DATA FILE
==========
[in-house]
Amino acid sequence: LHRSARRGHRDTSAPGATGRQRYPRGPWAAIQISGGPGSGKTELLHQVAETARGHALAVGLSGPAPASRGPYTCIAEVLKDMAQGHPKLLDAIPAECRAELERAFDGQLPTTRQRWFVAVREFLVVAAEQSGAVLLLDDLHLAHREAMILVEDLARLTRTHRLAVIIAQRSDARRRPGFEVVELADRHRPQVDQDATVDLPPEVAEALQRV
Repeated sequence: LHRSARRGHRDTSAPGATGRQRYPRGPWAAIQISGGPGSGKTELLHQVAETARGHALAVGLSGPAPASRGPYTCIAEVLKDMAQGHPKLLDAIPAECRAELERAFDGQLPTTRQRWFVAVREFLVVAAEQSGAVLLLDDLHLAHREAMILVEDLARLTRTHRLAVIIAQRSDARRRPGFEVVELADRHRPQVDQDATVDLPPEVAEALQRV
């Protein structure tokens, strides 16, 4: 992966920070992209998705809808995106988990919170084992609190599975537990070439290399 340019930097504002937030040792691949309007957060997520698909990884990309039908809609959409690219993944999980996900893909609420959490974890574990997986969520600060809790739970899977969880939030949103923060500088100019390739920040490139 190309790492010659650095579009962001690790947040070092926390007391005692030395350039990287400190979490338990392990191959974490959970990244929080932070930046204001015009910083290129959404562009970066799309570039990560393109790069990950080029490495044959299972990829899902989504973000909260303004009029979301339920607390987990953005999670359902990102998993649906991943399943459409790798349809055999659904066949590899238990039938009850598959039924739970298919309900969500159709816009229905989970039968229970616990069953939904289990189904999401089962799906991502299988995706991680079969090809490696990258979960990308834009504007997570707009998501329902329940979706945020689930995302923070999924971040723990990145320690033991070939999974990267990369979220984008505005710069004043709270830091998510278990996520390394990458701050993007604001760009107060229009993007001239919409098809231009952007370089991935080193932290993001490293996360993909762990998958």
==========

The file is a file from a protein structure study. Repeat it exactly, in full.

[in-house]
Amino acid sequence: LHRSARRGHRDTSAPGATGRQRYPRGPWAAIQISGGPGSGKTELLHQVAETARGHALAVGLSGPAPASRGPYTCIAEVLKDMAQGHPKLLDAIPAECRAELERAFDGQLPTTRQRWFVAVREFLVVAAEQSGAVLLLDDLHLAHREAMILVEDLARLTRTHRLAVIIAQRSDARRRPGFEVVELADRHRPQVDQDATVDLPPEVAEALQRV
Repeated sequence: LHRSARRGHRDTSAPGATGRQRYPRGPWAAIQISGGPGSGKTELLHQVAETARGHALAVGLSGPAPASRGPYTCIAEVLKDMAQGHPKLLDAIPAECRAELERAFDGQLPTTRQRWFVAVREFLVVAAEQSGAVLLLDDLHLAHREAMILVEDLARLTRTHRLAVIIAQRSDARRRPGFEVVELADRHRPQVDQDATVDLPPEVAEALQRV
């Protein structure tokens, strides 16, 4: 992966920070992209998705809808995106988990919170084992609190599975537990070439290399 340019930097504002937030040792691949309007957060997520698909990884990309039908809609959409690219993944999980996900893909609420959490974890574990997986969520600060809790739970899977969880939030949103923060500088100019390739920040490139 190309790492010659650095579009962001690790947040070092926390007391005692030395350039990287400190979490338990392990191959974490959970990244929080932070930046204001015009910083290129959404562009970066799309570039990560393109790069990950080029490495044959299972990829899902989504973000909260303004009029979301339920607390987990953005999670359902990102998993649906991943399943459409790798349809055999659904066949590899238990039938009850598959039924739970298919309900969500159709816009229905989970039968229970616990069953939904289990189904999401089962799906991502299988995706991680079969090809490696990258979960990308834009504007997570707009998501329902329940979706945020689930995302923070999924971040723990990145320690033991070939999974990267990369979220984008505005710069004043709270830091998510278990996520390394990458701050993007604001760009107060229009993007001239919409098809231009952007370089991935080193932290993001490293996360993909762990998958």